Portability in C—A Case Study


Citation

Paper

Bibliographic Information

Abstract

There are a large number of computers and operating systems in use today, and more and more programs are being moved from one computer or operating system to another. In fact, when you complete a program, your job is often only half done; since you almost certainly have access to other computers, you will want to make the program portable enough to run on all of those machines. Taking some care while writing the program can greatly reduce, or even eliminate, the difficulty of such ports.

In this article we will examine several C programming constructs that produce more portable programs. We will do this in three stages, looking first at dependencies upon the compiler, then at dependencies upon the operating system, and finally at dependencies upon the computer architecture. Each of these considerations affects different parts of the program.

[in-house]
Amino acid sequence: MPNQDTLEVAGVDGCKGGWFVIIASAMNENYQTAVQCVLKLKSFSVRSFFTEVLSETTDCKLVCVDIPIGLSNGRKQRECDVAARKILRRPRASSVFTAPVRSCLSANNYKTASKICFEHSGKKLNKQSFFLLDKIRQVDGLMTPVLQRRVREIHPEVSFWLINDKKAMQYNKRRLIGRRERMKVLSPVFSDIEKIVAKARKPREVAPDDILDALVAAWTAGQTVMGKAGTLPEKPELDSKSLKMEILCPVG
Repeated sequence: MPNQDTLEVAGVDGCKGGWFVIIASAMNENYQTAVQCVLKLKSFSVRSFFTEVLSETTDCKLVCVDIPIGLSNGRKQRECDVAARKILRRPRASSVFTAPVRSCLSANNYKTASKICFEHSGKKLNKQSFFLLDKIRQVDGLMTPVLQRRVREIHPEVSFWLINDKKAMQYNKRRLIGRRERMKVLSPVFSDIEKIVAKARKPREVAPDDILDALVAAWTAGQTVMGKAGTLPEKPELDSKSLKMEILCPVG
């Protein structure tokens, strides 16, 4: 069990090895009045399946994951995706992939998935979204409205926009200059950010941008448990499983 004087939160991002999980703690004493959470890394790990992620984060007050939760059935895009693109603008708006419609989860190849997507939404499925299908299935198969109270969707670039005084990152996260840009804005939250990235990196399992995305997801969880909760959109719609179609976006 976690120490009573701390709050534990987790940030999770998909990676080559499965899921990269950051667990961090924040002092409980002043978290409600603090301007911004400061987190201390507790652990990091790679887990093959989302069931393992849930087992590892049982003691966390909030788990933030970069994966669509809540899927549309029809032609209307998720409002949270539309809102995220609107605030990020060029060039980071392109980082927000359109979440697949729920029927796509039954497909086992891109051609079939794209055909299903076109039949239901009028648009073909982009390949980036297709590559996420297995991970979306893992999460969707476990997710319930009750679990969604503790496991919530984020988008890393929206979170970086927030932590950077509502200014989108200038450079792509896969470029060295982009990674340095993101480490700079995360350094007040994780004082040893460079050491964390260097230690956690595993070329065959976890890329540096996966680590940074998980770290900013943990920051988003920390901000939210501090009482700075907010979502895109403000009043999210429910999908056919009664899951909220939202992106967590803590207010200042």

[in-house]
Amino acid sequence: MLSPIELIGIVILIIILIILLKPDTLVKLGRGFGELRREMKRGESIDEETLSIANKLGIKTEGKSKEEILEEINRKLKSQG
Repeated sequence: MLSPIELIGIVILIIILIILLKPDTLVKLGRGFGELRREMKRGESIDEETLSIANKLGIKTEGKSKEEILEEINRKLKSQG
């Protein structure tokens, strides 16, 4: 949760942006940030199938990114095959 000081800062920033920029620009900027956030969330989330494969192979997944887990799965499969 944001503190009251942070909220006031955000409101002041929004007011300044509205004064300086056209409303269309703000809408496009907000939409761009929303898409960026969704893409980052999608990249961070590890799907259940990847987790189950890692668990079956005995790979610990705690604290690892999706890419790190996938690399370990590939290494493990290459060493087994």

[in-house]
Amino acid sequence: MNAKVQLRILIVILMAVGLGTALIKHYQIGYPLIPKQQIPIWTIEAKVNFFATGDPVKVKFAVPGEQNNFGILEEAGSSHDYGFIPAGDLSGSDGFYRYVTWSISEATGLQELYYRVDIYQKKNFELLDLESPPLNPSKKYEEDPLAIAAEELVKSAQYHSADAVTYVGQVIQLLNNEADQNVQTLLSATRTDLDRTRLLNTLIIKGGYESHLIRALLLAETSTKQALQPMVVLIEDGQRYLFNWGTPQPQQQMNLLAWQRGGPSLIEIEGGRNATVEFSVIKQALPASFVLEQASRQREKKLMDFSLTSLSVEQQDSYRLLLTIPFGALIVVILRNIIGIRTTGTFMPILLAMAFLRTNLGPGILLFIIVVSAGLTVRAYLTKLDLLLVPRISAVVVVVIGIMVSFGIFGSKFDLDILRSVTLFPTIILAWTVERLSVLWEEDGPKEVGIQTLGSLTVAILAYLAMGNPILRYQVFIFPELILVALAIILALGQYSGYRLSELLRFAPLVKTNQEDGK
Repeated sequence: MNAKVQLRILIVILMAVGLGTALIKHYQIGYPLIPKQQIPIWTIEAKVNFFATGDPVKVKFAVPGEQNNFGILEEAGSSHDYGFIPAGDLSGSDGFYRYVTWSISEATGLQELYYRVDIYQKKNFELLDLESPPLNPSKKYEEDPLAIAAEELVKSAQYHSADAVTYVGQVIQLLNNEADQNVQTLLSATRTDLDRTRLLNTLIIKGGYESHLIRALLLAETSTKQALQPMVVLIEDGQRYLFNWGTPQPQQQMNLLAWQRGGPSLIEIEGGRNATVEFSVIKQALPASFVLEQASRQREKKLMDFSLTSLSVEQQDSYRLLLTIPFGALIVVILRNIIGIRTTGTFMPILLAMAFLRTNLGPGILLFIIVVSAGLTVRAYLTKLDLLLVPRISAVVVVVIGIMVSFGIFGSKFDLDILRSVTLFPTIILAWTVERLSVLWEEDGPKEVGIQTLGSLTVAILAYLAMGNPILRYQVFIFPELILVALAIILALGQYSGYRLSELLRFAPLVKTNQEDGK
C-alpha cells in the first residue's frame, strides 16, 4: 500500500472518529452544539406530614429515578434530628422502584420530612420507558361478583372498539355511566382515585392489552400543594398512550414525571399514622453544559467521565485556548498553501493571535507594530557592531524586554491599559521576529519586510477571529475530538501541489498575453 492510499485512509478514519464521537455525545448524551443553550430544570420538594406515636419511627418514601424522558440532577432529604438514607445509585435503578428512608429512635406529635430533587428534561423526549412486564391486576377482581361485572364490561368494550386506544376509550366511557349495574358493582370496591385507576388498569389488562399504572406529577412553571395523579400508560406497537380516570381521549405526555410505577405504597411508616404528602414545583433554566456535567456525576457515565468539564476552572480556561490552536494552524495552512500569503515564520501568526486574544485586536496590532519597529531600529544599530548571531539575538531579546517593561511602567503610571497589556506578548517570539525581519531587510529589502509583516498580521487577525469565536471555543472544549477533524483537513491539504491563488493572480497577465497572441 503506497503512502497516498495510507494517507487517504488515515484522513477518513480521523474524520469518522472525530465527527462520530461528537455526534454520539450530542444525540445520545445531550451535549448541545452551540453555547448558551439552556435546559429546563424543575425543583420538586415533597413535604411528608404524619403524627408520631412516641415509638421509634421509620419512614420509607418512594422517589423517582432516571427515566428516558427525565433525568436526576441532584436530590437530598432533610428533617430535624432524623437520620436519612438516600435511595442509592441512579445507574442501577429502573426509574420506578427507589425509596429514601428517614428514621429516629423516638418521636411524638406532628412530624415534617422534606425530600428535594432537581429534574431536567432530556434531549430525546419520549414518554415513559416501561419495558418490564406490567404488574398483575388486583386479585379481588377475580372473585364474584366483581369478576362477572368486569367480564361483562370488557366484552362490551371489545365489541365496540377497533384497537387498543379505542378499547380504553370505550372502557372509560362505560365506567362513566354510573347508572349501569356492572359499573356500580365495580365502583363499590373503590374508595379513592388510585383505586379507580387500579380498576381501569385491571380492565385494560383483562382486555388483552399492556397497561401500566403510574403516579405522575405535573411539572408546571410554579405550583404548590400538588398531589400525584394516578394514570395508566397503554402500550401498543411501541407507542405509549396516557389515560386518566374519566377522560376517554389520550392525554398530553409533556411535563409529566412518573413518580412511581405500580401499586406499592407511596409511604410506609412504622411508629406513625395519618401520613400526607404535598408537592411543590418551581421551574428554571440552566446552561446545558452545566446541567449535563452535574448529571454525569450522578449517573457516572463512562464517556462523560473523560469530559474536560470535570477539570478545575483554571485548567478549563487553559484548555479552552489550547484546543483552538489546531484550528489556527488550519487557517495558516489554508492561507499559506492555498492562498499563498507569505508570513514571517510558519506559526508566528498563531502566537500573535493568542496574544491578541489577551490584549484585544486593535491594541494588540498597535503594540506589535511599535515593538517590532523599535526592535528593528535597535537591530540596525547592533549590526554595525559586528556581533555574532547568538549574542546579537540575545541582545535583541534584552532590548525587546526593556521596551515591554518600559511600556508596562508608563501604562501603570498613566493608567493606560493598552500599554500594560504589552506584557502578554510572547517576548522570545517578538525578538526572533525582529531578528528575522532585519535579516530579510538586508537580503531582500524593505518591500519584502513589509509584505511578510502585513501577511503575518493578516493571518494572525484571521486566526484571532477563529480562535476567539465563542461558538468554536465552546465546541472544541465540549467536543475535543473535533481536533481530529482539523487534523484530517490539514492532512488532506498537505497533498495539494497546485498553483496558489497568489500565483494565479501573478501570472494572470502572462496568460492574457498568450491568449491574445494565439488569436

The vehicle we shall use is a program called trnum. This program is used to number equations, tables, and any other text you like; the numbers are given to trnum as symbols and are converted to numbers by that program. It was written before UNIX System V was available, and was ported to that operating system with literally no changes. So, the goal of programs which can be ported without changing anything is not an impossible dream.

Copyright Notice

©1986 by Matt Bishop. This is the author’s version of the work. It is posted here for your personal use. The definitive version was published in The C Journal 1(4), Winter 1986.